I just learned that he’s back on X-Factor this year; it’s going better this time and I hope he wins, although I don’t know if I can bring myself to watch a whole season of X-Factor to find out. He’s also finally released a single of “Hallelujah.” Yes, the video is unabashed ruin-porn. But if it weren’t over the top, it wouldn’t be a rock version of “Hallelujah”; after all, that song is to ruined Detroit churches as “Stairway to Heaven” is to everywhere else. And the guy can really sing. Enjoy:

Jeffrey Adam Gutt ‘HALLELUJAH’ from It's Collective on Vimeo.

His live audition was better — the audience response was electric — but I LOVE Jeff Gutt. I hope he gets to make a living making art for many years to come. And when he hits it big, I hope he remakes this video with cameos by Meatloaf and Bonnie Tyler.

“Hallelujah” on iTunes
Jeffrey Adam Gutt

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Are there moths in the Uncanny Valley?

I love this meditative video. . . until the moth. It’s a skillful animation, but I feel like it’s going to start dancing with its little legs, singing “What the Moth Says.” Is this a case of insectoid Uncanny Valley? Can that even happen?

Liten from Liten on Vimeo.

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Lewis Tardy: Skeletal Metal

I recently saw some of Lewis Tardy’s work at a show, and was impressed by the visual impact of his metal automatons against a dark background (particularly the moving pieces).

While it’s difficult to call his sleek, modern chrome pieces “steampunk,” exactly — they’re more like high-gloss H.R. Giger — they certainly partake of the steampunk aesthetic, as well as the anatomical aesthetic.

According to his artist’s statement,

The biomechanical styles of Lewis Tardy’s sculptures have evolved throughout a lifetime of experiences, creating life and motion out of static scrap metals. . . Significant inspiration comes from shapes and designs discovered within the found parts and materials, which takes shape in human and animal subjects alike.

While it’s hard to link directly to individual pieces on his site, my favorites include the found object assemblages “Fly-Tox” (navigate to Gallery -> Introspective) and “Black Rhino” (Gallery -> Animilia). The Mercury-like figure “Pacesetter” (Gallery -> Introspective) is particularly graceful, like a hood ornament on a vintage roadster. You can get your very own Tardy “Mosquito” for under $300 (navigate to Available Work). He had a “Mosquito” at the show, crawling up a wall of the booth, and it really was eye-catching.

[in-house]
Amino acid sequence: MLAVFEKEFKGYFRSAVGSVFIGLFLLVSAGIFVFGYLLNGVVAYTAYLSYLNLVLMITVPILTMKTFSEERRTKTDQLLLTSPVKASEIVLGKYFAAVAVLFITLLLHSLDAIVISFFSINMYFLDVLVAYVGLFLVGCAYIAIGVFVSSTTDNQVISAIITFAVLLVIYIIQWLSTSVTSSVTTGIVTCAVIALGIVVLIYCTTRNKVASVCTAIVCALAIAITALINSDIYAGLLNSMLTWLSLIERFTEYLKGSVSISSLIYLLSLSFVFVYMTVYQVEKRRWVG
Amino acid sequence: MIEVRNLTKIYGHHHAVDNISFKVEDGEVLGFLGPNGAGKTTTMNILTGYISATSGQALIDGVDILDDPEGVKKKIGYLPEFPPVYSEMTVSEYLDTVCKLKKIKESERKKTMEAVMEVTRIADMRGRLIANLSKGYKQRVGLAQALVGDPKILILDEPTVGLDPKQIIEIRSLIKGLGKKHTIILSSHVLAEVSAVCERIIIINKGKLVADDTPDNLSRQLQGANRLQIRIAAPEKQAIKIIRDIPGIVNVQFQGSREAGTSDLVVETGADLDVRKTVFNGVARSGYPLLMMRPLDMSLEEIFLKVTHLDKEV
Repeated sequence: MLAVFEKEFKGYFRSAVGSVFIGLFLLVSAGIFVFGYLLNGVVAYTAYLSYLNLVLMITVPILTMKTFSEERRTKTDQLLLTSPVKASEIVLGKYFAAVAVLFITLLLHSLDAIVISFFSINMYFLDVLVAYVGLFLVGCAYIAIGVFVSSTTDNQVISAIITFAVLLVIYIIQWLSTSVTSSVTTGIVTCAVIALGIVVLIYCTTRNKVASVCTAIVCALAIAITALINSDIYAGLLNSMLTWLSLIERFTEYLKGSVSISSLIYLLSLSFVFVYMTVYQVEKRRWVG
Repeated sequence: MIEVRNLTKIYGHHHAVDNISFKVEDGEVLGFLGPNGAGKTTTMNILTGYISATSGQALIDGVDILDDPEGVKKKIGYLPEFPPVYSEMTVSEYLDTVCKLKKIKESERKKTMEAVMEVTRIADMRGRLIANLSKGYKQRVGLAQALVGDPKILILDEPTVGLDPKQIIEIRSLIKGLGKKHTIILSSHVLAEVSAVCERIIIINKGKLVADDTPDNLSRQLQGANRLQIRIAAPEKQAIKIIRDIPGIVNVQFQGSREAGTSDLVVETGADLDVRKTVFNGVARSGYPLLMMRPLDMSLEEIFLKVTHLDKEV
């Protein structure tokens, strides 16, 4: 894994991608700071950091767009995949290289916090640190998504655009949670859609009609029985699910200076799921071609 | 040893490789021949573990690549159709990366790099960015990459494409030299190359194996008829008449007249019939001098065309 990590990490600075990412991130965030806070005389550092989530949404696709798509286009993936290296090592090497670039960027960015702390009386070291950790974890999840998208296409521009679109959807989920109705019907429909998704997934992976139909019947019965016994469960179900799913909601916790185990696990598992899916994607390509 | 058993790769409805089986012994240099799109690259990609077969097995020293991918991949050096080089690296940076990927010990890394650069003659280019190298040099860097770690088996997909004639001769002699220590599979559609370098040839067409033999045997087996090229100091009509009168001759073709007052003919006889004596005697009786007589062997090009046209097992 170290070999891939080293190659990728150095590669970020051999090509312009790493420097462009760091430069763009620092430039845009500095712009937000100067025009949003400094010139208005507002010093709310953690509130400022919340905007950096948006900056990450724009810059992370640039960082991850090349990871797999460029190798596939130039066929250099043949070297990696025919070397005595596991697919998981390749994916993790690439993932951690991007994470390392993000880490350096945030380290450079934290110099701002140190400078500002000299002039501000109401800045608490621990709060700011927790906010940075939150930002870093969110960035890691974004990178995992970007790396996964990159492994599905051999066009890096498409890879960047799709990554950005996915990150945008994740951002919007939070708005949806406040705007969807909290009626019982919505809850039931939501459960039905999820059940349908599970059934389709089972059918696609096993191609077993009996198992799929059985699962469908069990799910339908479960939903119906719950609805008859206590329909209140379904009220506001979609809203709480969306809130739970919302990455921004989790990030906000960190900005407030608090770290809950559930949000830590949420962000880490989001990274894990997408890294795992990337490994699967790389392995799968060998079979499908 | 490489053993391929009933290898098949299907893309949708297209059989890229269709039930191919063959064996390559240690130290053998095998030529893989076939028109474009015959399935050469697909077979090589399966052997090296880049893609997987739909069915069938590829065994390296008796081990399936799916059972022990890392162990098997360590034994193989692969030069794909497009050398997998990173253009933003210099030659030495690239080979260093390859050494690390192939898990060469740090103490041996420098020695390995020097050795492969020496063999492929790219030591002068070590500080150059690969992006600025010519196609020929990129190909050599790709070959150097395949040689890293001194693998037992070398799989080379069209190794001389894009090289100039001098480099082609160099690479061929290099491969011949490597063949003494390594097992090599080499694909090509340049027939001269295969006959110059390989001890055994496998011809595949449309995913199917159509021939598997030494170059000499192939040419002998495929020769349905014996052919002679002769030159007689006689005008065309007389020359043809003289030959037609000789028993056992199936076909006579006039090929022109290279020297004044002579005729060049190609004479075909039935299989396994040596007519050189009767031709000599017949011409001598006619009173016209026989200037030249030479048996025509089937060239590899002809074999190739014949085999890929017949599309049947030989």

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Kate Lacour: challenging the Codex Seraphinianus in the category of surreal, faux-anatomical weirdness

kate lacour

When Kate Lacour sent me a link to her tumblr, sharkbrains (subtitle: “Body horror beauty – art and comics”), I didn’t know quite what to expect. What I found was delightful – a modern successor to the Codex Seriphinianus. Continue reading

Posted in Artists & Art, Biology, Blogs and Blogging, Ephemera, Medical Illustration and History, Uncategorized, Wonder Cabinets, Yikes! | Comments Off

PopSci: “Comments can be bad for science”

Popular Science just announced that they’re turning off reader comments on at least some science articles:

It wasn’t a decision we made lightly. As the news arm of a 141-year-old science and technology magazine, we are as committed to fostering lively, intellectual debate as we are to spreading the word of science far and wide. The problem is when trolls and spambots overwhelm the former, diminishing our ability to do the latter.

That is not to suggest that we are the only website in the world that attracts vexing commenters. Far from it. Nor is it to suggest that all, or even close to all, of our commenters are shrill, boorish specimens of the lower internet phyla. We have many delightful, thought-provoking commenters.

But even a fractious minority wields enough power to skew a reader’s perception of a story, recent research suggests.